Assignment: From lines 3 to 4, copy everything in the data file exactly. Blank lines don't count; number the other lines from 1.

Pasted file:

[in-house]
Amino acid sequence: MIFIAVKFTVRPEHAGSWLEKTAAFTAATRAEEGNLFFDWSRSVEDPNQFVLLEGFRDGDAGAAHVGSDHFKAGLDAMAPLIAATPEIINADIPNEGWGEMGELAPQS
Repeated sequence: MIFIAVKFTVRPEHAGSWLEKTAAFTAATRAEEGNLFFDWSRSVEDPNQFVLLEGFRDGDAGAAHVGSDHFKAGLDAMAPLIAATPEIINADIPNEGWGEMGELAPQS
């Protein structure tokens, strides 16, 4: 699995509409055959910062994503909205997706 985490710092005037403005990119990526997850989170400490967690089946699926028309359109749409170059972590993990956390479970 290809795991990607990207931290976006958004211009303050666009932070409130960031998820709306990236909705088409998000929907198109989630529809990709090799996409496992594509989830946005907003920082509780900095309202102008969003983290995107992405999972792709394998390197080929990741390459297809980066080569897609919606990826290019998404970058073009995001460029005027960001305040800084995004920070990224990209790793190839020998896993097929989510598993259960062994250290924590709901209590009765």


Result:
Repeated sequence: MIFIAVKFTVRPEHAGSWLEKTAAFTAATRAEEGNLFFDWSRSVEDPNQFVLLEGFRDGDAGAAHVGSDHFKAGLDAMAPLIAATPEIINADIPNEGWGEMGELAPQS
């Protein structure tokens, strides 16, 4: 699995509409055959910062994503909205997706 985490710092005037403005990119990526997850989170400490967690089946699926028309359109749409170059972590993990956390479970 290809795991990607990207931290976006958004211009303050666009932070409130960031998820709306990236909705088409998000929907198109989630529809990709090799996409496992594509989830946005907003920082509780900095309202102008969003983290995107992405999972792709394998390197080929990741390459297809980066080569897609919606990826290019998404970058073009995001460029005027960001305040800084995004920070990224990209790793190839020998896993097929989510598993259960062994250290924590709901209590009765």